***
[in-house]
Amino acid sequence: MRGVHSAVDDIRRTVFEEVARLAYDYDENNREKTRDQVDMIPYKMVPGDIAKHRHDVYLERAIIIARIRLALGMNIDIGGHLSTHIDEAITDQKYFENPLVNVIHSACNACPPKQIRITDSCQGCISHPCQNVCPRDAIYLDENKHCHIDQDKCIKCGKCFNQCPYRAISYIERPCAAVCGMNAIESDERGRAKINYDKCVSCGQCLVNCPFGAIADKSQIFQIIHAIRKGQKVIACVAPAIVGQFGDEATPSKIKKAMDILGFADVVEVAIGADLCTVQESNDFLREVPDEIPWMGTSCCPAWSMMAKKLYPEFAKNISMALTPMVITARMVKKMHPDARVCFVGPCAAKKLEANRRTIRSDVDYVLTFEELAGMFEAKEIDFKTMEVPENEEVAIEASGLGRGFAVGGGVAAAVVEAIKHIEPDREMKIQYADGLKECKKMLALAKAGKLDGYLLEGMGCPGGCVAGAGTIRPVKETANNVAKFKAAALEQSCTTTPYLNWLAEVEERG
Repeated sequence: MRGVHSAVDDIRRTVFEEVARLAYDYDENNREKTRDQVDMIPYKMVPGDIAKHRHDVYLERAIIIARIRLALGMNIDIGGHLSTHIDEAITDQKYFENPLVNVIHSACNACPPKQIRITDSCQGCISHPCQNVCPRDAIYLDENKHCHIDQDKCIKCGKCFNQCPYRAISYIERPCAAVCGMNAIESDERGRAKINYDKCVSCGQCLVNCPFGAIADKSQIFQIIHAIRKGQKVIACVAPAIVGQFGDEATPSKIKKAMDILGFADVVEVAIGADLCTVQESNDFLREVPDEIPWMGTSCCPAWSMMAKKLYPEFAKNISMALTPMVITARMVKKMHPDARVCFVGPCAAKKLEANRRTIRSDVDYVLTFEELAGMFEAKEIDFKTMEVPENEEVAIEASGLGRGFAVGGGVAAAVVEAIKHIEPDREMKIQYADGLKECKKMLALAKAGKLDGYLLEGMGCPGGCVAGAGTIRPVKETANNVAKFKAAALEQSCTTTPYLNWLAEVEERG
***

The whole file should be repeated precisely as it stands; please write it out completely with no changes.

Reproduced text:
[in-house]
Amino acid sequence: MRGVHSAVDDIRRTVFEEVARLAYDYDENNREKTRDQVDMIPYKMVPGDIAKHRHDVYLERAIIIARIRLALGMNIDIGGHLSTHIDEAITDQKYFENPLVNVIHSACNACPPKQIRITDSCQGCISHPCQNVCPRDAIYLDENKHCHIDQDKCIKCGKCFNQCPYRAISYIERPCAAVCGMNAIESDERGRAKINYDKCVSCGQCLVNCPFGAIADKSQIFQIIHAIRKGQKVIACVAPAIVGQFGDEATPSKIKKAMDILGFADVVEVAIGADLCTVQESNDFLREVPDEIPWMGTSCCPAWSMMAKKLYPEFAKNISMALTPMVITARMVKKMHPDARVCFVGPCAAKKLEANRRTIRSDVDYVLTFEELAGMFEAKEIDFKTMEVPENEEVAIEASGLGRGFAVGGGVAAAVVEAIKHIEPDREMKIQYADGLKECKKMLALAKAGKLDGYLLEGMGCPGGCVAGAGTIRPVKETANNVAKFKAAALEQSCTTTPYLNWLAEVEERG
Repeated sequence: MRGVHSAVDDIRRTVFEEVARLAYDYDENNREKTRDQVDMIPYKMVPGDIAKHRHDVYLERAIIIARIRLALGMNIDIGGHLSTHIDEAITDQKYFENPLVNVIHSACNACPPKQIRITDSCQGCISHPCQNVCPRDAIYLDENKHCHIDQDKCIKCGKCFNQCPYRAISYIERPCAAVCGMNAIESDERGRAKINYDKCVSCGQCLVNCPFGAIADKSQIFQIIHAIRKGQKVIACVAPAIVGQFGDEATPSKIKKAMDILGFADVVEVAIGADLCTVQESNDFLREVPDEIPWMGTSCCPAWSMMAKKLYPEFAKNISMALTPMVITARMVKKMHPDARVCFVGPCAAKKLEANRRTIRSDVDYVLTFEELAGMFEAKEIDFKTMEVPENEEVAIEASGLGRGFAVGGGVAAAVVEAIKHIEPDREMKIQYADGLKECKKMLALAKAGKLDGYLLEGMGCPGGCVAGAGTIRPVKETANNVAKFKAAALEQSCTTTPYLNWLAEVEERG